The first person to own a car in my hometown, Azamgarh, was Raja Harish Chand. I am talking about 70 years ago! The next family to buy a car was ours. It was an old Ford. The arrival of the car represented major scientific development, but its arrival in our lives did not engender in me any sort of scientific thinking.
What was this car? It was a reflection of the scientific life of Henry Ford (d. 1947). The entire car was a reminder of a scientifically-oriented person. It was also a reminder of the many people before Henry Ford who had sacrificed their lives for the development of science, which had enabled Henry Ford to discover nature’s secret of how to convert inert matter into a moving machine. The car that my family bought was, as it were, a silent symbol of all of this. But I never thought about this at all. I never felt the urge to inquire about such matters.
Today, I wonder, why was there this tremendous difference between myself and Henry Ford? Henry Ford spent his entire life studying science and developing new technology. He spent every moment of his in scientific experiments and became the founder of a vast motor-car company. I was a contemporary of Henry Ford, but I had no such scientific awareness. The reason for the vast difference between the two of us was our respective environments.
Henry Ford was born in America in 1863. At that time in America, people in general were excited about the rapid expansion of science and technology. Every child reared in that environment automatically, and without any conscious effort, was familiarized with scientific matters at a very young age itself. Every child in that society automatically developed an interest in scientific affairs. It was this environment that gave birth to thousands of scientists in America at that time. But in Azamgarh, my hometown, our environment was utterly different. And the cause for why we were denied a scientific environment which people of my age enjoyed in America was our leaders, who, because of their lack of awareness, did not work to create such an environment.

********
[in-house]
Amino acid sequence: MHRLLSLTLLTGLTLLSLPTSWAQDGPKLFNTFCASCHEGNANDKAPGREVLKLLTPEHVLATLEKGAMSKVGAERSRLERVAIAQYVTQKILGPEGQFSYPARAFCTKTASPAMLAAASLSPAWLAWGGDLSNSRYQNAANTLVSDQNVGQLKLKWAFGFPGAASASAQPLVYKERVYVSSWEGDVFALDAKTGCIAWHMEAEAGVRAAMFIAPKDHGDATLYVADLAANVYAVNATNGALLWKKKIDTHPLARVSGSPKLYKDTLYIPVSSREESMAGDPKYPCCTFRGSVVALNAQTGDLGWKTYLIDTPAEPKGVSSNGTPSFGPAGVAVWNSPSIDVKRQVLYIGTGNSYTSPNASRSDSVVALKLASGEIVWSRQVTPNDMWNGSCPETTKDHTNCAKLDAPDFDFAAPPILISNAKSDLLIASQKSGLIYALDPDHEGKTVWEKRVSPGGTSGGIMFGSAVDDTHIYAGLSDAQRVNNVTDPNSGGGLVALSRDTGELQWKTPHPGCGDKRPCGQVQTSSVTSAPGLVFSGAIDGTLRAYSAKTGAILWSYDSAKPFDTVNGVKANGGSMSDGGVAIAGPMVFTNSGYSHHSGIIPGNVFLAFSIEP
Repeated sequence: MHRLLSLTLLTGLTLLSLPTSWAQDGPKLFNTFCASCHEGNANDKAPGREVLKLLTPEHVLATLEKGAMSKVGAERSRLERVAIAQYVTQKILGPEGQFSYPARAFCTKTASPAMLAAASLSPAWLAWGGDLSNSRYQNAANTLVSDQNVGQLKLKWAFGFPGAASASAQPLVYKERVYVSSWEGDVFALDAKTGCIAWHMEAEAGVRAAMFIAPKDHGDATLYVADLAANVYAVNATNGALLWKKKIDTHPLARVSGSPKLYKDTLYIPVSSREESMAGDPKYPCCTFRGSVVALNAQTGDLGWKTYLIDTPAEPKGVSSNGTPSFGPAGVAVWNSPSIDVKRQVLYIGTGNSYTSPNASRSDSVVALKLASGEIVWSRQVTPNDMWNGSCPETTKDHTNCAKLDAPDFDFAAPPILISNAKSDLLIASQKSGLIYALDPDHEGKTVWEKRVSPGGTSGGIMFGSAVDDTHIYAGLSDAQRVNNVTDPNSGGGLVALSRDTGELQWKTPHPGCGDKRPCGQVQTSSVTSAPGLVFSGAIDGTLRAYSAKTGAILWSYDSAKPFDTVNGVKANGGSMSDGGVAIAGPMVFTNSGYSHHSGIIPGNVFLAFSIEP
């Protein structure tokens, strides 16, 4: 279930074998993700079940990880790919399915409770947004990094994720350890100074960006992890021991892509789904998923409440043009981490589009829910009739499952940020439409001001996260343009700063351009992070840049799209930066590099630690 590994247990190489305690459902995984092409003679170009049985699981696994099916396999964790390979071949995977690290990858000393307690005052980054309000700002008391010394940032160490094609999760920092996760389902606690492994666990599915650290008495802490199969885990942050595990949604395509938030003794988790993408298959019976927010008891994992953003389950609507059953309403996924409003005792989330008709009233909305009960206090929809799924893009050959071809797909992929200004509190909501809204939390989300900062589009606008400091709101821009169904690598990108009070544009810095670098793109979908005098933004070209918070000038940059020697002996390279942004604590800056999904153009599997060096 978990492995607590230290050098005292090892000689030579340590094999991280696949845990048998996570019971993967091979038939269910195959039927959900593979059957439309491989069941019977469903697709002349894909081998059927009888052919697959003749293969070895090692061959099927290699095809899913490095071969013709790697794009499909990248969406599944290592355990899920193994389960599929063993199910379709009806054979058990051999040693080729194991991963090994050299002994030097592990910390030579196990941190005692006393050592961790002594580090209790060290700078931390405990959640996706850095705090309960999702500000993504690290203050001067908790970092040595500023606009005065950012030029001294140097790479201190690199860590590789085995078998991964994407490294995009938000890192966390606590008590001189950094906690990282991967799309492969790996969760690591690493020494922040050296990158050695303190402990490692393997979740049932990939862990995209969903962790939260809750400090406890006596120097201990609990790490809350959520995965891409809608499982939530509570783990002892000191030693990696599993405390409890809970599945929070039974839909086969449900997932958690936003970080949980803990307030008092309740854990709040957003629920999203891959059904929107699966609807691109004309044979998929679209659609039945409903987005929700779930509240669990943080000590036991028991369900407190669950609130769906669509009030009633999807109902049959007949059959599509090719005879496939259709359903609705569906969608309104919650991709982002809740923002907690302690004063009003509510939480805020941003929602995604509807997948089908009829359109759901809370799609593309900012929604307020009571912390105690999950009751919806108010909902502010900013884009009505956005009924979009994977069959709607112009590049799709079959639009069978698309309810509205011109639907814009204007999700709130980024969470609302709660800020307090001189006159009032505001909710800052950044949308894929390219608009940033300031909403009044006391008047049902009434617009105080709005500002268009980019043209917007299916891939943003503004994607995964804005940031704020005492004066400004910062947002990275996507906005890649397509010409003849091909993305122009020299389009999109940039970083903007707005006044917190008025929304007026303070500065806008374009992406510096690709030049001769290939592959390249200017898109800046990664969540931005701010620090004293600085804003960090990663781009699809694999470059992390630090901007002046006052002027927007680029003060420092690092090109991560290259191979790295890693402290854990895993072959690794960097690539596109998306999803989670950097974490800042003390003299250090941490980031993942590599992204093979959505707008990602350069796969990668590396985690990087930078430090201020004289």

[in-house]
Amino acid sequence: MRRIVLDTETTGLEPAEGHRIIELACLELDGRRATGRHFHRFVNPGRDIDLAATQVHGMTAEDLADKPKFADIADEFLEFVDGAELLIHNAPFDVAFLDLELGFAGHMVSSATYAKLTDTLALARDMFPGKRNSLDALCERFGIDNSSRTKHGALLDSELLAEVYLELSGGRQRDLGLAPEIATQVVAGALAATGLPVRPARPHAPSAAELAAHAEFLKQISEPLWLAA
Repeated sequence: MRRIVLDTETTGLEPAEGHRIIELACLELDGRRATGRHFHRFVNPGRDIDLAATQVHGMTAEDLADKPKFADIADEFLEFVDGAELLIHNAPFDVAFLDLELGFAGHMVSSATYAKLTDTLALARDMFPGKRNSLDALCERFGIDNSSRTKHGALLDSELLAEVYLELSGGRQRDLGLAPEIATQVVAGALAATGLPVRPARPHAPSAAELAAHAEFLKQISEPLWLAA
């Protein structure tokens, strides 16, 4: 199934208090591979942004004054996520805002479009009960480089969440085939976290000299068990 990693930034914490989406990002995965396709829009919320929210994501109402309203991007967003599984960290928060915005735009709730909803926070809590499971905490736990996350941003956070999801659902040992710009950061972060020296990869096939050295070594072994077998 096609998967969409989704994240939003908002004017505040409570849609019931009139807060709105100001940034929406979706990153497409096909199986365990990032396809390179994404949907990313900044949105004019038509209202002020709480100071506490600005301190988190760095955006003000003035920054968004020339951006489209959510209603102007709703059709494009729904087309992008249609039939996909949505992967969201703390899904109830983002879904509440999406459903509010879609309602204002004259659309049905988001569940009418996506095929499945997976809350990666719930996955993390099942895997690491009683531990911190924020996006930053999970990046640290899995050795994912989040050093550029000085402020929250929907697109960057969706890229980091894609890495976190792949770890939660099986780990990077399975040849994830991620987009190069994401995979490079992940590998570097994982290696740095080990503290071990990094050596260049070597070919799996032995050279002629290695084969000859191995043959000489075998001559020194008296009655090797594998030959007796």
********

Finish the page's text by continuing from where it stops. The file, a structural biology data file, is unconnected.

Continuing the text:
What sort of environment did our leaders create? It was all about politics of a very superficial kind, about hollow slogans of freedom, and about fanciful tales and fairy stories, with which they filled our minds. Almost all Muslims lived in that sort of milieu created by their leaders. There were hardly any exceptions to this.
When I left the environment of my home and entered the madrasa to learn Arabic and acquire religious knowledge, the environment was no different. Even in the institutions that Muslim leaders had established in the name of modern education there was no scientific environment in the true sense of the term.
I think this is the greatest tragedy of the Indian subcontinent in the modern period. At this time, Europeans and Americans were busy in ushering in the Scientific Revolution. But, as I mentioned earlier, at the very same time, people in the Indian subcontinent were obsessed with totally different issues. Hollow slogans of independence; empty rhetoric; superficial debates in the name of religion; boasting about the past while being blind to the present; hating, instead of loving, fellow humans; living in a totally imaginary world instead of in the real world; and crass superstition—these were some of the things that, at that time, had completely overwhelmed India.
I believe that the root of all the problems of Muslims (and Hindus, too) today is this collective intellectual backwardness. Towards the end of his life, Jawaharlal Nehru acknowledged this when he said that what India lacked most was the scientific temper. If in the past we had visionary leaders who could have nurtured the right thinking in our people, our situation today would have been very different. Today, if we have any glimmer of hope left, it is that one day we might be blessed with far-sighted leaders who can guide society on positive lines.
(This is a translation of excerpts from Maulana Wahiduddin Khan’s Urdu book Hind-Pak Diary)